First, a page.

Turns out it was pretty twisted

It was only after the play had finished that I noticed the sub title to Turns: A pantomime with a twist.

Would this have helped me understand it better?

Probably not, although I might not have been so bewildered at the opening scene as Nancye Hayes’ character, Marjory Joy, appears in cartoon-like Little Miss Muffett-type costume and leaps from one vaudeville flashback to another, occasionally joined by Reg Livermore in Little Tommy Tucker-type dress.

As Marjory claims the stage for herself, the flashbacks become a monologue of addled memories and twisted idioms.

OK, so maybe the show is about an ageing star reliving her glory days?

Reg Livermore acts as accessory at this stage, playing the parts of her dead husband, Douglas, and living son, Alistair, as their memories and realities merge in her confuddled mind.

Then comes the time for Alistair to reclaim his place in the spotlight as Marjory’s star fades away – and he shines an altogether different light on what we have seen, plus his own projection of the future.

Once one illusion is dashed, more and more tumble like dominoes, getting more bizarre and being delivered with increasingly tight scripting.

Now things are happening – suddenly things are falling into place.

Then, just as a rather neat ending had, I thought, been revealed, back comes the song and dance routine again. Ah well.

Reg Livermore devised and wrote the whole creation with himself and Nancye Hayes in mind and there is no doubt that they are the perfect pair to carry it off.

Their timing and delivery are a joy to watch and some of the lines and concepts are breathtakingly brilliant. Reg especially can drag the audience along in revelling in raucous revelations – only to shut them down in a flash of realism and remorse.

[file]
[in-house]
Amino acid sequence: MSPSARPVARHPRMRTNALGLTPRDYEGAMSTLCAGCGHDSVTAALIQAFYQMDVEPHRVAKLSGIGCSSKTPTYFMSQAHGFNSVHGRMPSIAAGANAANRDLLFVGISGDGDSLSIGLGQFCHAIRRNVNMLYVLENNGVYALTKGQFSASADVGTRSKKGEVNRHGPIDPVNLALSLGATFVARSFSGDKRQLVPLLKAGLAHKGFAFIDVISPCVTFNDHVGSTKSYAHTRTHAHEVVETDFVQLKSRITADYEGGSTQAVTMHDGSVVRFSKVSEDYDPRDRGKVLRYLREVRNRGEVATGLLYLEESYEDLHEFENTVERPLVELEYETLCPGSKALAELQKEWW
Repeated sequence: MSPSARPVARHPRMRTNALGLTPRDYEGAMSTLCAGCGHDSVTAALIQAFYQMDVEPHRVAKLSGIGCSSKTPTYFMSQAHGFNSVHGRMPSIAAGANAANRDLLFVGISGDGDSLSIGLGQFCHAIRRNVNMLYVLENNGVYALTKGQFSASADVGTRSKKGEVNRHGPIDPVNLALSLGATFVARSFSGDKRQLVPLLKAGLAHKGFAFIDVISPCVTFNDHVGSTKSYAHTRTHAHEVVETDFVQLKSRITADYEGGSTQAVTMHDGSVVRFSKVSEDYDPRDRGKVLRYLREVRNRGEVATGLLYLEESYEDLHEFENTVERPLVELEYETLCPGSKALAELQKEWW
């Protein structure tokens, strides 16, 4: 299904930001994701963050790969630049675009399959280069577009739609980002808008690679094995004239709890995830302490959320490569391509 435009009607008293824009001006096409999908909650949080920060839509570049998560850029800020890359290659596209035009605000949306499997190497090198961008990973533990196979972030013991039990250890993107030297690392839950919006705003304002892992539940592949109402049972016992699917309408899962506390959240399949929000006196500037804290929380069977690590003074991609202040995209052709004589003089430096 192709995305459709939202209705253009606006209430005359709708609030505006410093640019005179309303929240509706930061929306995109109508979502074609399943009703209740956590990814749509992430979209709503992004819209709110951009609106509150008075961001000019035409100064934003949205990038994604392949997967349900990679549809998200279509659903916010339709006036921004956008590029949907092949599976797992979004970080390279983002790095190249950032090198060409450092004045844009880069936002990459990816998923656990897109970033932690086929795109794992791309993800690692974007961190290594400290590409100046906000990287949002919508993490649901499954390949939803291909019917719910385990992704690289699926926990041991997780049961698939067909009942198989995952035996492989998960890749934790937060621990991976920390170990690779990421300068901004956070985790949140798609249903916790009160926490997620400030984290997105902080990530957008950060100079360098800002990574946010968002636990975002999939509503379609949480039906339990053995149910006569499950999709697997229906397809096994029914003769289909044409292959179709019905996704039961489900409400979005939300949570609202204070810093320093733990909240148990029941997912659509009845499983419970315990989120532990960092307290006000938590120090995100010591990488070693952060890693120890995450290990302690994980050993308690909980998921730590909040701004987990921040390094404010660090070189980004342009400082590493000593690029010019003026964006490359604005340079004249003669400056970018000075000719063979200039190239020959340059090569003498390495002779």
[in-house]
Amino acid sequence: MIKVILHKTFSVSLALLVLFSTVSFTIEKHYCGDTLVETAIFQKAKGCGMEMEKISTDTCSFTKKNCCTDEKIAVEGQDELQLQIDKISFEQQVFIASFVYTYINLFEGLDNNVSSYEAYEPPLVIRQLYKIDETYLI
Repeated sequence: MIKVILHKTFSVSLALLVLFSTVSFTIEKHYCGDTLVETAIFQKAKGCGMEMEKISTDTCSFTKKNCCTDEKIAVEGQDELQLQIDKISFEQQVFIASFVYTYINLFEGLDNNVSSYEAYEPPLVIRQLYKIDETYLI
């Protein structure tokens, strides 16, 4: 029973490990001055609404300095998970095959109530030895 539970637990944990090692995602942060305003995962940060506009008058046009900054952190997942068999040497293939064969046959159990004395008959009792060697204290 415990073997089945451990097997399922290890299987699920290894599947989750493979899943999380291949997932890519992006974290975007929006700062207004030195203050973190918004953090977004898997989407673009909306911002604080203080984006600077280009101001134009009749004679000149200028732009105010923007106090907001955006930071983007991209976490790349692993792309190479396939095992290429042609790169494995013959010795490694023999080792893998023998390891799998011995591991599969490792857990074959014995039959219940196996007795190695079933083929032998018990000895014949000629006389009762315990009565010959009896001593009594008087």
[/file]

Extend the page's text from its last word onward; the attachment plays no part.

In his introductory note, Reg Livermore writes: “It isn’t exactly the show we discussed but it does I think give us a chance to show what we’re made of, show what we like to do on stage and what we thing we do best, a series of theatrical turns tailored especially for this occasion”.

That is does, but some of the enjoyment was lost for me in the confusion of it all; maybe this is a clever device to mimic the confusion of old age and the lies, imaginings, half-truths and shadows that make up many people’s lives – or maybe the plot just got lost.

Fans of Hayes and Livermore will enjoy this, no matter what – as will anyone who enjoyed the inter-reliant relationships in the TV show Mother and Son – and there are few plays around that include such good live piano solos as offered by Vincent Colagiuri.

The trick to ‘getting’ it is, perhaps, not to try, but instead to follow producer Christine Dunstan’s advice: “Please hand yourself over to the Turns experience and enjoy the ride”.

 

Turns is at the Playhouse Theatre at The Arts Centre until Saturday, July 9.

Details: www.turnstheshow.com.au

 

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Article by Jane Canaway

British-born, schooled in Holland and Wales, I worked my journalism cadetship in the Home Counties, escaped to London, then spent a couple of years travelling before settling in Melbourne, where I have written and edited for a range of publications, including Pacific Magazines [Your Garden, Home Beautiful, New Idea] and Fairfax Community Newspapers. Now a mother of two wonderful teenagers, I write about gardening, sustainability and people, when I can drag myself away from the vegie patch and my saxophone.
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